Your attorney may even have a prior relationship with judges and prosecutors in Lackawanna County. Such relationships may be invaluable in securing a positive result in your case.
In some instances, a defendant may be forbidden from representing themselves. If the court determines that the defendant is not cognitively fit to represent themselves, then they may require that a lawyer step in. Assuming that you could represent yourself, we still advise that you don't. Let a lawyer help as only a lawyer can.
Should I Plead Guilty in Order to Resolve My Case as Quickly as Possible?
Does this question sound ridiculous? Well, you may be surprised at the number of defendants who ask this question without a hint of humor or sarcasm.
No, you should not plead guilty to resolve your case as quickly as possible. In fact, you should not plead guilty unless you've consulted legal counsel and are accepting a well-considered plea agreement.
A conviction, including a flippant guilty plea, may:
- Result in you developing or lengthening a criminal record, which you may not be able to seal from public request for the foreseeable future
- Cause you to lose your job
- Cause significant financial stress due to fines, lost income, and difficulty securing future employment
- Create adverse consequences in family court
- Cause you to suffer harsher consequences in any future criminal proceedings
There is simply no excuse for pleading guilty in the name of expediency. An attorney will compose a clear plan for seeking dismissal of charges against you or the next best outcome.
If I've Already Been Arrested, Has the Damage Been Done?
An arrest is not nearly as consequential as a conviction. Unjust arrests occur all the time, and employers, landlords, and courts may not view an arrest prejudicially. A conviction, on the other hand, suggests that you've received due process, and the court still deemed you responsible for a criminal offense.
While an arrest may not even appear on your criminal record, a conviction generally will. While you may eventually be able to expunge or seal a conviction, your life may be harmed significantly while the conviction remains on your record. Even if you can eventually seal the record of conviction, some parties may be able to view the record forever.
Your priority right now should be on avoiding a conviction—there is nothing you can do about an arrest. For most defendants facing criminal charges in a Lackawanna County Magisterial District Court, avoiding a conviction starts with hiring an attorney.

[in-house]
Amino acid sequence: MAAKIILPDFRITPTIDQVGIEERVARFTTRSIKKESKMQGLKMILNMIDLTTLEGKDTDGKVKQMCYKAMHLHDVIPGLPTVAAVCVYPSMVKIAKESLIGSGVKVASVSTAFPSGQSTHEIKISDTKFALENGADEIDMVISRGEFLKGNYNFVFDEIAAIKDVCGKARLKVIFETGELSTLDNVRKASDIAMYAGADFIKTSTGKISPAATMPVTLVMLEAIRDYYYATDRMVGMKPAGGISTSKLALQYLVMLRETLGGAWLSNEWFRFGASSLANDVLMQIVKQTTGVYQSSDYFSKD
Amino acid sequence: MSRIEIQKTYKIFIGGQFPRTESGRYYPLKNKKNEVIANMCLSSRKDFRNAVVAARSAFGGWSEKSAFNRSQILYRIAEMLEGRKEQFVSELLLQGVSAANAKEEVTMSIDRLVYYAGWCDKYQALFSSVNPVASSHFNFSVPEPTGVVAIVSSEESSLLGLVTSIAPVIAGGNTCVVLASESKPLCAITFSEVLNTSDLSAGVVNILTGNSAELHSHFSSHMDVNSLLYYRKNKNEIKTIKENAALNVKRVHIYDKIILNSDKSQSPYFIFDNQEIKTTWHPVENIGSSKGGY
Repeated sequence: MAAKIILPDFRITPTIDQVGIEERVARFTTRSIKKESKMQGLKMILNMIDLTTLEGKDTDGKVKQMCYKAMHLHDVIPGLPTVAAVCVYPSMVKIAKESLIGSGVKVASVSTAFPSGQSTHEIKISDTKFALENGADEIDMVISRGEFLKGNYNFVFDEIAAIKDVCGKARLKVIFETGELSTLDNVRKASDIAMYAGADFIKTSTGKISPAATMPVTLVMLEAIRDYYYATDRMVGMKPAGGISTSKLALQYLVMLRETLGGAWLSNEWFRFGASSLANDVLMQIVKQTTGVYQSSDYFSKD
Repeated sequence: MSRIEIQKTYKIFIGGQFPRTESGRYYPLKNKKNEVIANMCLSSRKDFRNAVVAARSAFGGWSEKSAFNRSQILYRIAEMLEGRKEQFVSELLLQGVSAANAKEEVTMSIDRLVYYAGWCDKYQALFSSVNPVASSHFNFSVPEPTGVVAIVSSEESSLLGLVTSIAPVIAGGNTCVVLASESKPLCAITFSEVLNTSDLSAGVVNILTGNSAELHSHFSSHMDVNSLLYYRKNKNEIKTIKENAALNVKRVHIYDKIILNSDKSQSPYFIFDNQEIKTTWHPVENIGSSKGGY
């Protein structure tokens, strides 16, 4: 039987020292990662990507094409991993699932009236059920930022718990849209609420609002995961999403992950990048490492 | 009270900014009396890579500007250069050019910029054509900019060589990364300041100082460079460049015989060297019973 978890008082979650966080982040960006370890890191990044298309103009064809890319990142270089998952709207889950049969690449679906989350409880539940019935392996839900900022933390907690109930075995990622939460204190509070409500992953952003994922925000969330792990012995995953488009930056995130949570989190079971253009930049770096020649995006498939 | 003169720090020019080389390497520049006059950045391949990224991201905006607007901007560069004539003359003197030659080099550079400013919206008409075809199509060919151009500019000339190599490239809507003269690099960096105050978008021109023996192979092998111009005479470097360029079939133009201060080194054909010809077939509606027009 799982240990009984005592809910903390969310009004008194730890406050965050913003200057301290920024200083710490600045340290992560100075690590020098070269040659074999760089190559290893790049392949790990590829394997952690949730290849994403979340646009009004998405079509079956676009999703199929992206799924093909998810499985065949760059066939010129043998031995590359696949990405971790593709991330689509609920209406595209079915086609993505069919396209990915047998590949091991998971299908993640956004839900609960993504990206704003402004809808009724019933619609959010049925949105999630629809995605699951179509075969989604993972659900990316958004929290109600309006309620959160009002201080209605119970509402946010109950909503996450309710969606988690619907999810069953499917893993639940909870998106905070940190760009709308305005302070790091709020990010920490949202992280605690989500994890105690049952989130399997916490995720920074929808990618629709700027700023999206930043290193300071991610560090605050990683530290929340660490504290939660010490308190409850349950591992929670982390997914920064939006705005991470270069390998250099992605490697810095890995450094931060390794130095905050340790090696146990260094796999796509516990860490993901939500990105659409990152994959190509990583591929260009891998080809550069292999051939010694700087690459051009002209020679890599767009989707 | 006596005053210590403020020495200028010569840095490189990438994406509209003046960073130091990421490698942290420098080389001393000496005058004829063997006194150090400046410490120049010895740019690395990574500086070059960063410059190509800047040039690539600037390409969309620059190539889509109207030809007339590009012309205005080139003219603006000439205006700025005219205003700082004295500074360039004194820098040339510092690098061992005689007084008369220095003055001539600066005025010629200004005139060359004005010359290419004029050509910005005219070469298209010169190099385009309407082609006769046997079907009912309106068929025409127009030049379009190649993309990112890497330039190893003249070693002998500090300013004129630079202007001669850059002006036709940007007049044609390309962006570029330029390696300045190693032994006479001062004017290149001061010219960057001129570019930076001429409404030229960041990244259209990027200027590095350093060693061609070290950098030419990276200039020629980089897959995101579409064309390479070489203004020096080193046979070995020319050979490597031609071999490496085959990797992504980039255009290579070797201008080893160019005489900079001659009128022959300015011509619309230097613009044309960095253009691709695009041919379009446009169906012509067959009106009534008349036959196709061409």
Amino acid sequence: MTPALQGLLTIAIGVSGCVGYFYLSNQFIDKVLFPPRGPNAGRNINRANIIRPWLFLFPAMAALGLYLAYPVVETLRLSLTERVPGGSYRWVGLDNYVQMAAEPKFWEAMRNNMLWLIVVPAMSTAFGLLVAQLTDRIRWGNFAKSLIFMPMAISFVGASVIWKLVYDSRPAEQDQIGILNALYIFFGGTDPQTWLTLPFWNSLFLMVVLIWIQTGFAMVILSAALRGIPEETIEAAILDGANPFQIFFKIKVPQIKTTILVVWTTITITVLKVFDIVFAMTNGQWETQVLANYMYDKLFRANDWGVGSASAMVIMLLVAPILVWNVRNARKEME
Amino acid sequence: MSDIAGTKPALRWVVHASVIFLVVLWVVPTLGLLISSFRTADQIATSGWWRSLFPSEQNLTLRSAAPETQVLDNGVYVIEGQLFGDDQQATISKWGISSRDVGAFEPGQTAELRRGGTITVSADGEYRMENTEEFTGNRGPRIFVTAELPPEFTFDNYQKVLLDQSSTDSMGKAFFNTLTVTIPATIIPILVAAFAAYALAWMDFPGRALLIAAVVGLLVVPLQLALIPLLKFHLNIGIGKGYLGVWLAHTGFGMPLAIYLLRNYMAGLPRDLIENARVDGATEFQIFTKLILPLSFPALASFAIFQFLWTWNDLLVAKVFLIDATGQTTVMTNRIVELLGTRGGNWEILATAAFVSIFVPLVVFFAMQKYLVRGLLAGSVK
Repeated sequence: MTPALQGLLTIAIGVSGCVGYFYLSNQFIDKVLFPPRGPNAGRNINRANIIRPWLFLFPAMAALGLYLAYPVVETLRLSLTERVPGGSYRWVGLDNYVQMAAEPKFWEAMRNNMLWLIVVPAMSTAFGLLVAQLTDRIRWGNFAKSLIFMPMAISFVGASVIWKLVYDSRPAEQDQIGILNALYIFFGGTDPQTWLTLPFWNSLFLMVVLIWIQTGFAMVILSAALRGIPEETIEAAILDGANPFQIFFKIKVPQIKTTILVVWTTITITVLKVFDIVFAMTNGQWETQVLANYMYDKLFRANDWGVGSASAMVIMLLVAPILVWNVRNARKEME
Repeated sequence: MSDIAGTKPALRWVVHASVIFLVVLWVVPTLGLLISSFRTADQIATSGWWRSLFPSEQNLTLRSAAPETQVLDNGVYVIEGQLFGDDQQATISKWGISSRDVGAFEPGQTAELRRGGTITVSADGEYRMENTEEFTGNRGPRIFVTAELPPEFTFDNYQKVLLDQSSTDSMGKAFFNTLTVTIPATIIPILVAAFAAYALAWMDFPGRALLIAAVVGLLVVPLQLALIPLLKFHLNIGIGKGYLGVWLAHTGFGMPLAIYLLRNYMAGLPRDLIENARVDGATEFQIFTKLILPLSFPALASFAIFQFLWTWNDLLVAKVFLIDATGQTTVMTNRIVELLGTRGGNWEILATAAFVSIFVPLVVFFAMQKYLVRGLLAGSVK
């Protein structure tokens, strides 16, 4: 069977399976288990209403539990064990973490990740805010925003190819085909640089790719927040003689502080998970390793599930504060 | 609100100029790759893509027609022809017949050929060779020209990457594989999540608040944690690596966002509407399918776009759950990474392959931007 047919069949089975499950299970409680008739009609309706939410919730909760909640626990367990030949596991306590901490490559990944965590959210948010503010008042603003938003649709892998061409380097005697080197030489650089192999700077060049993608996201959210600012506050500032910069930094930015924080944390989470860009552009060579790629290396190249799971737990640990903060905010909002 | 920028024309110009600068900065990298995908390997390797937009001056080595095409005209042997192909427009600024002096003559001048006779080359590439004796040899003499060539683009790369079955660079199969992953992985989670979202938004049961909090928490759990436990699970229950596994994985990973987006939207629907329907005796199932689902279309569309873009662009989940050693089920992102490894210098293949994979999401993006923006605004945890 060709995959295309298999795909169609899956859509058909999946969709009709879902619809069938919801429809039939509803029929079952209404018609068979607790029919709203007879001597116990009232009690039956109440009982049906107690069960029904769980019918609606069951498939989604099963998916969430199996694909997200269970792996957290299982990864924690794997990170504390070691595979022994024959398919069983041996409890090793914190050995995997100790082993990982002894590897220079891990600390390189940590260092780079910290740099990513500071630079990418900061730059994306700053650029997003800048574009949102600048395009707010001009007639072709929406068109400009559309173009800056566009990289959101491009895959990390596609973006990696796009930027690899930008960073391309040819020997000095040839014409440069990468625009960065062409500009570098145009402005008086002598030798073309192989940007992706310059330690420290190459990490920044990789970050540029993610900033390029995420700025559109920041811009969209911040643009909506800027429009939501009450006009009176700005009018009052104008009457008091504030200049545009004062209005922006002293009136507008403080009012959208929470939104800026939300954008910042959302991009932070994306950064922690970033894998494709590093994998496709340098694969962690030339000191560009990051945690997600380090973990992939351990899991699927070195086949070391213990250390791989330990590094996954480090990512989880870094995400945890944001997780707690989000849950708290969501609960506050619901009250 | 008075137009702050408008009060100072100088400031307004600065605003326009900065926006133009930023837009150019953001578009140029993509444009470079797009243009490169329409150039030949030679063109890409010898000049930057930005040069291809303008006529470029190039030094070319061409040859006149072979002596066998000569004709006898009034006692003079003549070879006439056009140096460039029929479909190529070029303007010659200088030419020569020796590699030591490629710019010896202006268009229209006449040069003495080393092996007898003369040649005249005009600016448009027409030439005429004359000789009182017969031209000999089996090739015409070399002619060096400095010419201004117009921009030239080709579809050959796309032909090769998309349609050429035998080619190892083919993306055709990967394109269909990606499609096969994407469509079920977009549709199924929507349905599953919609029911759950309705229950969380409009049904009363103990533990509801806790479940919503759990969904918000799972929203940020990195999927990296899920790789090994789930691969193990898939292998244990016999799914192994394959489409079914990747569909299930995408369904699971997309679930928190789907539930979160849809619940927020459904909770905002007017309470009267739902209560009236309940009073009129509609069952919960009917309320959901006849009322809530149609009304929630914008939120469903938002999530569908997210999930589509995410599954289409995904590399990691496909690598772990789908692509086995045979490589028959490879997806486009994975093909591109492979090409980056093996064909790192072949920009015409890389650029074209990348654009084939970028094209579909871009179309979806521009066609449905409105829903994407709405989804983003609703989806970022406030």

An Attorney Will Guide You Through a Preliminary Hearing and All Other Stages of Your Case
Preliminary hearings are something of a dress rehearsal for your trial, should your case proceed to the trial stage. During the preliminary process, your attorney, the prosecutor in your case, and others may exchange evidence, question witnesses, and gain an understanding of each party's case—for either your guilt or innocence.
The purpose of this hearing is for a judge to determine whether:
- Your case should proceed to trial
- The charges against you should be dropped
- Your case should be transferred to the Court of Common Pleas
These possible outcomes make the preliminary hearing a critical stage in your case. Therefore, it's best to give an attorney ample time to prepare for your preliminary hearing.
Your Attorney Will Explore the Possibility of the ARD Program
The Accelerated Rehabilitation Disposition program, or ARD program for short, is a unique legal resolution offered by the state of Pennsylvania. If you apply for this program, you may forego a preliminary hearing and accept a predetermined set of consequences.
The ARD program is not right for everyone who appears in a Lackawanna County Magisterial District Court, but the option exists for a reason. Your attorney can discuss the merits and drawbacks of this program and explain whether it is a viable option based on your circumstances.
Contact the Lento Law Firm Today About Representing You in Lackawanna County
The Lento Law Firm handles several practice areas that may be the subject of a Magisterial District Court proceeding. From traffic offenses to DUI and other criminal and civil matters, we have the expertise to represent you in court today.
Lead attorney Joseph D. Lento has spent many years advocating for clients. No matter the nature of a client's case, Joseph Lento and his team fight for the best possible outcome. We will guide you through the entire legal process, providing sound legal advice along the way.
Call The Lento Law Firm today at 888-535-3686 or submit your case details online. The consequences of a negative legal outcome can alter the course of your life, and you deserve an effective legal defense.